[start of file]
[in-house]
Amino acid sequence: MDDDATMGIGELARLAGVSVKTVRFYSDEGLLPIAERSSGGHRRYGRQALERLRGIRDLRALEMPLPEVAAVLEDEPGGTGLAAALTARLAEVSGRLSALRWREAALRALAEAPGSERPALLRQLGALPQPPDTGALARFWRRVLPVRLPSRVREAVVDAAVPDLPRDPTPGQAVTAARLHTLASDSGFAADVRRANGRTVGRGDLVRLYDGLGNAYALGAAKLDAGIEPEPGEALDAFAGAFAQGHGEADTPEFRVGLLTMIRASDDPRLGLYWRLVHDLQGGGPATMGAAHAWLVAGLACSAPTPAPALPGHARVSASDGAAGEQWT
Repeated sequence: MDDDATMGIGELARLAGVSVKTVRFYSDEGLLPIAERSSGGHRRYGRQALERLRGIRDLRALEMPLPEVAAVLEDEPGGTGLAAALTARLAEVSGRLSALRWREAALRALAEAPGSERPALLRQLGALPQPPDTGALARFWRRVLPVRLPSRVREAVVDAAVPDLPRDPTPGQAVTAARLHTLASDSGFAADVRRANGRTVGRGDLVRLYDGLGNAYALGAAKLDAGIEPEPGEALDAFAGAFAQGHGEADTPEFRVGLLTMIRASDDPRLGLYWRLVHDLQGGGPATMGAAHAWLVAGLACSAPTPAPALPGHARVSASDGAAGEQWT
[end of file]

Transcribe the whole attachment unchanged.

[in-house]
Amino acid sequence: MDDDATMGIGELARLAGVSVKTVRFYSDEGLLPIAERSSGGHRRYGRQALERLRGIRDLRALEMPLPEVAAVLEDEPGGTGLAAALTARLAEVSGRLSALRWREAALRALAEAPGSERPALLRQLGALPQPPDTGALARFWRRVLPVRLPSRVREAVVDAAVPDLPRDPTPGQAVTAARLHTLASDSGFAADVRRANGRTVGRGDLVRLYDGLGNAYALGAAKLDAGIEPEPGEALDAFAGAFAQGHGEADTPEFRVGLLTMIRASDDPRLGLYWRLVHDLQGGGPATMGAAHAWLVAGLACSAPTPAPALPGHARVSASDGAAGEQWT
Repeated sequence: MDDDATMGIGELARLAGVSVKTVRFYSDEGLLPIAERSSGGHRRYGRQALERLRGIRDLRALEMPLPEVAAVLEDEPGGTGLAAALTARLAEVSGRLSALRWREAALRALAEAPGSERPALLRQLGALPQPPDTGALARFWRRVLPVRLPSRVREAVVDAAVPDLPRDPTPGQAVTAARLHTLASDSGFAADVRRANGRTVGRGDLVRLYDGLGNAYALGAAKLDAGIEPEPGEALDAFAGAFAQGHGEADTPEFRVGLLTMIRASDDPRLGLYWRLVHDLQGGGPATMGAAHAWLVAGLACSAPTPAPALPGHARVSASDGAAGEQWT